Acta Scientific Microbiology (ISSN: 2581-3226)

Research ArticleVolume 4 Issue 5

In Vitro Antimicrobial Activity of Crude Extracts from Vetiveria nigritana (benth.) Stapf, Mitragyna inermis (Willd.) Kuntze, Kalanchoe crenata (andr.) Haw. against Methicillin-resistant Staphylococcus aureus

Roukiatou Traoré1, Cheikna Zongo1*, Arouna Ouedraogo1, Emmanuel Sampo2, Mahamadi Sore3, Boubacar Yaro4, Yves Traoré1 and Aly Savadogo1

1Laboratoire de Biochimie et Immunologie Appliquées (LABIA), Université Joseph KI-ZERBO, Burkina Faso
2Centre Médical Protestant Schiphra, Burkina Faso
3Centre National de Recherche et de Formation sur le Paludisme (CNRFP), Burkina Faso
4Institut de Recherche en Sciences de la Santé (IRSS), Burkina Faso

*Corresponding Author: Cheikna Zongo, Laboratoire de Biochimie et Immunologie Appliquées (LABIA), Ecole Doctorale Sciences et Technologies, Université Joseph KI-ZERBO, Burkina Faso.

Received: March 12, 2021; Published: April 27, 2021

Citation: Cheikna Zongo., et al. “In Vitro Antimicrobial Activity of Crude Extracts from Vetiveria nigritana (benth.) Stapf, Mitragyna inermis (Willd.) Kuntze, Kalanchoe crenata (andr.) Haw. against Methicillin-resistant Staphylococcus aureus". Acta Scientific Microbiology 4.5 (2021): 56-67.

Abstract

  The evolution of increasingly antimicrobial-resistant bacterial species in general and particularly. The emergence of strains of methicillin-resistant Staphylococcus aureus (MRSA) are currently a real threat to humanity. There is an urgent need for new efficient antibiotics. Medicinal plants can be the sources of effective new therapeutic agents. This study as performed to study the antimicrobial activity of three medicinal plants (Mitragyna inermis, Vetiveria nigritana, Kalanchoe crenata) from Burkina Faso against Staphylococcus aureus strains isolate from patients. The antibiotics susceptibility of Staphylococcus aureus strains and the antimicrobial activities of the plant extracts were evaluated using standard agar disc diffusion method. Determination of minimum inhibitory concentrations (MIC) and minimum Bactericidal Concentration (MBC) of the active extracts was done using the agar microdilution method. The highest antimicrobial activity was recorded with ethanol extracts of plants against MRSA. No antimicrobial activity was detected with decoction extracts. The MIC and MBC of the different extracts ranged from 0.625 to10 mg/ml for Mitragyna inermis and Vetiveria nigritana extracts and from 0.625 to 5 mg/ml for Kalanchoe crenata extracts.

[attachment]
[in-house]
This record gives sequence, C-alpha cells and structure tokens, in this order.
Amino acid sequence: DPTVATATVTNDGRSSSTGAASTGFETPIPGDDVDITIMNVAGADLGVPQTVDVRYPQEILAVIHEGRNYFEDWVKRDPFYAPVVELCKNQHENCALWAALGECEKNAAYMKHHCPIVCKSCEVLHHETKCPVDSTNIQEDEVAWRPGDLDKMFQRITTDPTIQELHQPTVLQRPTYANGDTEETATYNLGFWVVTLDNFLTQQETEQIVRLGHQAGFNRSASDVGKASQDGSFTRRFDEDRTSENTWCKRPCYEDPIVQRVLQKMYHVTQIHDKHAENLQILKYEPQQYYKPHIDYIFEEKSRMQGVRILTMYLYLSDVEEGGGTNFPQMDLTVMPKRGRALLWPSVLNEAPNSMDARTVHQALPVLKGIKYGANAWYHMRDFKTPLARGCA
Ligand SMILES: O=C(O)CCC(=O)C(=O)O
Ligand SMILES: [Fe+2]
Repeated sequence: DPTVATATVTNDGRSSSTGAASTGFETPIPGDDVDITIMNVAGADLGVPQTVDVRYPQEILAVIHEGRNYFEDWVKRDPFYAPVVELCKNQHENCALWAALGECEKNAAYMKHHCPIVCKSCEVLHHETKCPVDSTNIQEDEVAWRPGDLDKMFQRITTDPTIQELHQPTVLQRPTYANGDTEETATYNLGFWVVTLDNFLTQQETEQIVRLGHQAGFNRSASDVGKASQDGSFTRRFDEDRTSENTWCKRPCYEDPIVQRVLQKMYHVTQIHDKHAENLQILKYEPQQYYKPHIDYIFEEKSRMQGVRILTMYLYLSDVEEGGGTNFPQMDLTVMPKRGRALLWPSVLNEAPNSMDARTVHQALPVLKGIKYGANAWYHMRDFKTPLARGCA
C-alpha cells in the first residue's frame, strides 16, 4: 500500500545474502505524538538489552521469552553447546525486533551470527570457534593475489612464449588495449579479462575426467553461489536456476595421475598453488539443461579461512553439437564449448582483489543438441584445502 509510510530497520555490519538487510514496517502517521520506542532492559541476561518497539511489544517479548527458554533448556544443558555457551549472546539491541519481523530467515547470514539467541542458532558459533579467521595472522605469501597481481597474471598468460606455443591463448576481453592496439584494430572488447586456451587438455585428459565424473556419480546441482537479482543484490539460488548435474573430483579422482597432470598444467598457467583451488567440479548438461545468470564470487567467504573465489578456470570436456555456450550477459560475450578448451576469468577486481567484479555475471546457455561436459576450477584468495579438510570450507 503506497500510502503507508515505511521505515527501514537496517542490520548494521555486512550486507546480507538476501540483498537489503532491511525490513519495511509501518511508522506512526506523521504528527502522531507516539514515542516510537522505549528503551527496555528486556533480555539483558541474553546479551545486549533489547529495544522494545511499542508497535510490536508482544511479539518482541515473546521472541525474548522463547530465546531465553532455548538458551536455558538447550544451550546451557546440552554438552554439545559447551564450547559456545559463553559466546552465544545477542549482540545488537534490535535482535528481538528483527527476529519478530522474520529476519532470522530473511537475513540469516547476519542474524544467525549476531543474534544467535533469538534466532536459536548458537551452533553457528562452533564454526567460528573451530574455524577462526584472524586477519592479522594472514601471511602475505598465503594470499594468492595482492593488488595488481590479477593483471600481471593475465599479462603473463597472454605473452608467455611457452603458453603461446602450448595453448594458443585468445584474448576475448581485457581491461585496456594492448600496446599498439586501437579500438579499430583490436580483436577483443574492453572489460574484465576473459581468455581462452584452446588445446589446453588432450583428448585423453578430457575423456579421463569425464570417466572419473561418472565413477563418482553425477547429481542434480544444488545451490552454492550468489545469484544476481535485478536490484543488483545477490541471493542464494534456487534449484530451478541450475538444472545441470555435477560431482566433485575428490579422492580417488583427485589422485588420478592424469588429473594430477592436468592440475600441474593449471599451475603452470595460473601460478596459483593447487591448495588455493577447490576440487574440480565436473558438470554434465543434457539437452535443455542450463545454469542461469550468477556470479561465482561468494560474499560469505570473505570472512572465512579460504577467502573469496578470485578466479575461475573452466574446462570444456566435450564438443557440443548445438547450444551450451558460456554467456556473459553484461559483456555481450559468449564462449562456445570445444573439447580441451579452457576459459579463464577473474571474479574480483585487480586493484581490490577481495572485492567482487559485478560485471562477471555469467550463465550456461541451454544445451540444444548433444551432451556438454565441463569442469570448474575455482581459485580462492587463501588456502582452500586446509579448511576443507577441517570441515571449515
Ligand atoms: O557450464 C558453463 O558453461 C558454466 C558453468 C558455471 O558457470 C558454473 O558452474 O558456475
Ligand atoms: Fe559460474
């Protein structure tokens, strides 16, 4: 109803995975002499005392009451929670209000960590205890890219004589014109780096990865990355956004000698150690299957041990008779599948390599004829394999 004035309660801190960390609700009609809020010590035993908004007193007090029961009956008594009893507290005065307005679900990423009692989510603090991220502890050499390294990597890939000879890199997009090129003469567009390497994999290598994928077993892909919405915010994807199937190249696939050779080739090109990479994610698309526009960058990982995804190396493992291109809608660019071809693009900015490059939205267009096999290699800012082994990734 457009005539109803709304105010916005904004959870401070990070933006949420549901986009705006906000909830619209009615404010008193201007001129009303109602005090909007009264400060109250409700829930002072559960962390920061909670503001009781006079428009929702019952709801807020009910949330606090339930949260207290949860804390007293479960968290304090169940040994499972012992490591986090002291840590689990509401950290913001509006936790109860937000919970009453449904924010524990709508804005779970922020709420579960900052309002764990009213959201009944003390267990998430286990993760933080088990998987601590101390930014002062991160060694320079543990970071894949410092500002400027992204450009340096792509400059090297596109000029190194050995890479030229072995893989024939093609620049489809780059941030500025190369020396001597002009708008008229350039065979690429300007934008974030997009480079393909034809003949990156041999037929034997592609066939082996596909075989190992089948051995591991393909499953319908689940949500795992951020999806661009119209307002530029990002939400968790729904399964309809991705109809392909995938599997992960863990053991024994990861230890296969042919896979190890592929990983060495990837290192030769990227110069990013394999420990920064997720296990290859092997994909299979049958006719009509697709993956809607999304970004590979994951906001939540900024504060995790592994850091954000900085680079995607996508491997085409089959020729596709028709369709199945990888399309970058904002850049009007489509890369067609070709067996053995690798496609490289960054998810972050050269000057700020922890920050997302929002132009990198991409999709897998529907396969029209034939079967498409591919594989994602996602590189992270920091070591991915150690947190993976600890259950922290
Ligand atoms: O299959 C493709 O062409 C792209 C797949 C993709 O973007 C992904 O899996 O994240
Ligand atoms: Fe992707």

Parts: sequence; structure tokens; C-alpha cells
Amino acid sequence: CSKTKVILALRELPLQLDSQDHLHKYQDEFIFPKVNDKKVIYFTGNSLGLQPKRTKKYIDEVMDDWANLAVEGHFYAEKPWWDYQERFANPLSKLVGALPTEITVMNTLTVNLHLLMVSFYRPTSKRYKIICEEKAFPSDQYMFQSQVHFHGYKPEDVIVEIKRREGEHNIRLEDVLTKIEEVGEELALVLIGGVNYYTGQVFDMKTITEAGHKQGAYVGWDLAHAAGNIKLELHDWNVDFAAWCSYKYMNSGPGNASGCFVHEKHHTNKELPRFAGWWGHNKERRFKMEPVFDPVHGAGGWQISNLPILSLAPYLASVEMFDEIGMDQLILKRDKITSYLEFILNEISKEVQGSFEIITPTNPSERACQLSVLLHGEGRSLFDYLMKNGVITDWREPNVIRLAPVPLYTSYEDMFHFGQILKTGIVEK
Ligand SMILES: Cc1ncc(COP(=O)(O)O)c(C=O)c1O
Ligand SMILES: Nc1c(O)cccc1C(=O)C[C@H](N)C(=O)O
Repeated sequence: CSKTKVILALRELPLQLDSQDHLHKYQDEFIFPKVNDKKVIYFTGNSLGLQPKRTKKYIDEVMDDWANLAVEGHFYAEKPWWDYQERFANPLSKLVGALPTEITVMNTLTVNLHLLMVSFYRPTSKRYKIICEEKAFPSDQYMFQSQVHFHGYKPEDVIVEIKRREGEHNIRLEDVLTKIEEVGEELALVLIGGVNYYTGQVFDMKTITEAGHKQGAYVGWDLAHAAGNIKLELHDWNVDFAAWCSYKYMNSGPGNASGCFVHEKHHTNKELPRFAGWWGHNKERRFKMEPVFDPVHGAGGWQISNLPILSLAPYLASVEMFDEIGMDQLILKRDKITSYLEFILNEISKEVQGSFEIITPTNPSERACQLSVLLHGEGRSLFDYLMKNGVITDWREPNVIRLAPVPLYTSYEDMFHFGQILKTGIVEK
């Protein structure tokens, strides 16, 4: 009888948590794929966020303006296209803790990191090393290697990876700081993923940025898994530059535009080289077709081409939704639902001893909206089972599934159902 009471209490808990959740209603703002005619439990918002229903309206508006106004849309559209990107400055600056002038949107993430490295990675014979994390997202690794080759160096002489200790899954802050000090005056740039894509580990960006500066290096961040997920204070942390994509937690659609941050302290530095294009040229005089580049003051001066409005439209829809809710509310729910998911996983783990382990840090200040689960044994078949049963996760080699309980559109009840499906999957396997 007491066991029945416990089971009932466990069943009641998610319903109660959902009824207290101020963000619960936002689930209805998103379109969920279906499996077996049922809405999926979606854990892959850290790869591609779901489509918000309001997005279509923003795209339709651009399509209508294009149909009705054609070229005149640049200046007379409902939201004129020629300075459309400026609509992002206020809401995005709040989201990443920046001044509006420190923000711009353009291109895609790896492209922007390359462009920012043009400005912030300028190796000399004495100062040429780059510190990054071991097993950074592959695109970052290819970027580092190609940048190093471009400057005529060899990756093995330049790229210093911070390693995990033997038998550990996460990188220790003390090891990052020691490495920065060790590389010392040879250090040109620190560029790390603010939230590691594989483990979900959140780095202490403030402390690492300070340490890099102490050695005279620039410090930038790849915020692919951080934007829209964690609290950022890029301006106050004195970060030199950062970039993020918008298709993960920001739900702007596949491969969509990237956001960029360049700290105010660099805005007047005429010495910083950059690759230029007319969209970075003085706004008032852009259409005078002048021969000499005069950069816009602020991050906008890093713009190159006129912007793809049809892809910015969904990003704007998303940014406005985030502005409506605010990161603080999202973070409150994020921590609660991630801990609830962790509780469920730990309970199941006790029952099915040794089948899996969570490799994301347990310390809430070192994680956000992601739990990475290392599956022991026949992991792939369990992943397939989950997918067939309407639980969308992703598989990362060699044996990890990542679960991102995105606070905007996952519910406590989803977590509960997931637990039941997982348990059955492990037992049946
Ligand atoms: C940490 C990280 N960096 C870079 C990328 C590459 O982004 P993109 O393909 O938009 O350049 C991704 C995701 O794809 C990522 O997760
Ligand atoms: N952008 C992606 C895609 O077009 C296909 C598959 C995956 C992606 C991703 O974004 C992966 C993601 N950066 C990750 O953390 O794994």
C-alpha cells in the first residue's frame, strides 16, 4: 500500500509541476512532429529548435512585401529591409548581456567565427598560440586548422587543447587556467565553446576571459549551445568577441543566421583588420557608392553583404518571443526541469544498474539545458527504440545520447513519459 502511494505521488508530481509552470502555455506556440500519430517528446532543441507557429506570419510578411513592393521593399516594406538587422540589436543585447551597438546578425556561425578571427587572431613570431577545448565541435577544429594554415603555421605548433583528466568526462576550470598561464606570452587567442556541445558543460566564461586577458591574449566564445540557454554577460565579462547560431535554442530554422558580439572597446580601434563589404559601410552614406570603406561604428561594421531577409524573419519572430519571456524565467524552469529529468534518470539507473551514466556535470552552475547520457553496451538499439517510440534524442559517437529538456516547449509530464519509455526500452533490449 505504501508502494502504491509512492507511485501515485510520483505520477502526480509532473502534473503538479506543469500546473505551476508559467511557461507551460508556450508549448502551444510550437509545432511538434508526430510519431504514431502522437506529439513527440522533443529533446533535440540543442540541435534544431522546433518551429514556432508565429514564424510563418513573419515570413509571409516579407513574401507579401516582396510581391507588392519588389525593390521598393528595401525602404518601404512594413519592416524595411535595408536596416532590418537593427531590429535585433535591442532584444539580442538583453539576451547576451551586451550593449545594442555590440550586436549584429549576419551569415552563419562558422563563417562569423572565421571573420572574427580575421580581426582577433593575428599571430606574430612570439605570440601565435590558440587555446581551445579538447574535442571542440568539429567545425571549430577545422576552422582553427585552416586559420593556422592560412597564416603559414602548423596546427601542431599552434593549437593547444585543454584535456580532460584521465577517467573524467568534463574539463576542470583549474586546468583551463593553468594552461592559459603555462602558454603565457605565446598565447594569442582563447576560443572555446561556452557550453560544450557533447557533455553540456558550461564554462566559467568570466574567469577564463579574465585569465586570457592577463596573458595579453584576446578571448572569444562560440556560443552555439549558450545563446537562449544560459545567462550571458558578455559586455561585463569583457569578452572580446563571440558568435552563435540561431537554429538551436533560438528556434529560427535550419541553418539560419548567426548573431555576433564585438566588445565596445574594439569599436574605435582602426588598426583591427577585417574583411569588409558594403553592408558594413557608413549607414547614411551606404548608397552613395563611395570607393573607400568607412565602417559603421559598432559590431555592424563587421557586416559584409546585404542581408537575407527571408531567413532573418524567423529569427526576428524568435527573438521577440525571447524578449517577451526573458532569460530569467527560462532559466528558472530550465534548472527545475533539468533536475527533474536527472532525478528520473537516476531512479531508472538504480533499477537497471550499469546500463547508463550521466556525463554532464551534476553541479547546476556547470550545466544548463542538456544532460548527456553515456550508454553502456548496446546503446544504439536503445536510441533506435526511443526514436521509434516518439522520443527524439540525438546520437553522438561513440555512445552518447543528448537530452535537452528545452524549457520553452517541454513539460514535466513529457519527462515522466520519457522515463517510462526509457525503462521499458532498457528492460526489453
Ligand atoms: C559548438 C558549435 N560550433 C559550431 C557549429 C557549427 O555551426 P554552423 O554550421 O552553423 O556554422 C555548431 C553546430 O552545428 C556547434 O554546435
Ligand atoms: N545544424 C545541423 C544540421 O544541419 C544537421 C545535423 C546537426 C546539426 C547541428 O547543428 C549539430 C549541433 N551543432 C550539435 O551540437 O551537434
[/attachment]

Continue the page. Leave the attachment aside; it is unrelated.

Mitragyna inermis, Vetiveria nigritana, Kalanchoe crenata are some therapeutically potential plants to combat microbial infections due to MRSA.

Keywords: Staphylococcus aureus; Antimicrobial Resistance; MRSA; Mitragyna inermis; Vetiveria nigritana; Kalanchoe crenata; Burkina Faso

Abbreviations